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Rift Valley Fever – assessment of effectiveness of surveillance and control measures in the EU

Metadata

Panel members at the time of adoption

Søren Saxmose Nielsen, Julio Alvarez, Dominique Joseph Bicout, Paolo Calistri, Klaus Depner, Julian Ashley Drewe, Bruno Garin‐Bastuji, Jose Luis Gonzales Rojas, Christian Gortázar Schmidt, Mette Herskin, Virginie Michel,  Miguel Ángel Miranda Chueca, Paolo Pasquali, Helen Clare Roberts, Liisa Helena Sihvonen, Karl Stahl, Antonio Velarde Calvo, Arvo Viltrop and Christoph Winckler.

Abstract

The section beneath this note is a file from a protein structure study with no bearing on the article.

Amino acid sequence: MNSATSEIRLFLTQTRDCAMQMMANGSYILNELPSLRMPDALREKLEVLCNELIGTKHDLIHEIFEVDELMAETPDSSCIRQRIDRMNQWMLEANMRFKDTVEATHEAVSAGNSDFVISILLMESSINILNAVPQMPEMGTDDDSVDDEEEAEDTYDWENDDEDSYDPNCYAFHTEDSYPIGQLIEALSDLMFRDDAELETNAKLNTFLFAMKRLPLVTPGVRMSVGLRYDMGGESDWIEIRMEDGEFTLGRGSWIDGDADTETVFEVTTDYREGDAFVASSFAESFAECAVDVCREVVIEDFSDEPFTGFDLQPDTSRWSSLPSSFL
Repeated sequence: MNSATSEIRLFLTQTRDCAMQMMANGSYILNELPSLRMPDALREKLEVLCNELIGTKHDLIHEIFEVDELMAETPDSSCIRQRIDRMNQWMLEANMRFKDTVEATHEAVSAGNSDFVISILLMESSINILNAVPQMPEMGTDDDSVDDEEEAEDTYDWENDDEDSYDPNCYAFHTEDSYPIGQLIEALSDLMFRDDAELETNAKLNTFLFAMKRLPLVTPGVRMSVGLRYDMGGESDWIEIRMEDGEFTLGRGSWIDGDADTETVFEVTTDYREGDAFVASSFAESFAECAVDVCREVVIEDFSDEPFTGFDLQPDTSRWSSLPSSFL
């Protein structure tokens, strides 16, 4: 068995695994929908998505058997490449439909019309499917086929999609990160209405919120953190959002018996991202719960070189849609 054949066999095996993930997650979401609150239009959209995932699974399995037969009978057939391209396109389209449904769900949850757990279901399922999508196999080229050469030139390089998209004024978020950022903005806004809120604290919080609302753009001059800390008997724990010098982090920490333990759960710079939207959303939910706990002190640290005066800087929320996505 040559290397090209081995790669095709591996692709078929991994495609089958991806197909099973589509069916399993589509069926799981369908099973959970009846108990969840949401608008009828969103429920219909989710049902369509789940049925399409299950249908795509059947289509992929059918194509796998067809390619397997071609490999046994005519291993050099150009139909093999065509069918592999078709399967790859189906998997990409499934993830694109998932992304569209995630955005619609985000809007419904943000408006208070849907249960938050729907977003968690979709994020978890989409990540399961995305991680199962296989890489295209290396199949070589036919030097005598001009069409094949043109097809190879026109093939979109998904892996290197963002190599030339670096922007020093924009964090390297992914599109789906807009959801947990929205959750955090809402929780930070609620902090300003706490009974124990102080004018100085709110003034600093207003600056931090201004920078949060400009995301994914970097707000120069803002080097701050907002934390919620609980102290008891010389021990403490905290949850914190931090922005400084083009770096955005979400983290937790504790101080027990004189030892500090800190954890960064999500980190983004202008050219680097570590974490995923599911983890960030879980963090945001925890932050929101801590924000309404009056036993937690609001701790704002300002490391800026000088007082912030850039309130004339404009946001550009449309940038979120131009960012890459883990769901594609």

Effectiveness of surveillance and control measures against Rift Valley Fever (RVF) in Mayotte (overseas France) and in continental EU were assessed using mathematical models. Surveillance for early detection of RVF virus circulation implies very low design prevalence values and thus sampling a high number of animals, so feasibility issues may rise. Passive surveillance based on notified abortions in ruminants is key for early warning and at present the only feasible surveillance option. The assessment of vaccination and culling against RVF in Mayotte suggests that vaccination is more effective when quickly implemented throughout the population, e.g. at a rate of 200 or 2,000 animals vaccinated per day. Test and cull is not an option for RVF control in Mayotte given the high number of animals that would need to be tested. If the risk of RVFV introduction into the continental EU increases, ruminant establishments close to possible points of disease incursion should be included in the surveillance. An enhanced surveillance on reproductive disorders should be applied during summer in risk areas. Serosurveillance targets of 0.3% animals should be at least considered. RVF control measures possibly applied in the continental EU have been assessed in the Netherlands, as an example. Culling animals on farms within a 20 km radius of detected farms appears as the most effective measure to control RVF spread, although too many animals should be culled. Alternative measures are vaccination in a 50 km radius around detection, ring vaccination between 20 and 50 km and culling of detected farms. The assessment of zoning showed that, following RVFV introduction and considering an R0 = 2, a mean vector dispersal of 10 km and 10 farms initially detected, RVFV would spread beyond a radius of up to 100 km or 50 km from the infected area with 10% or 55% probability, respectively.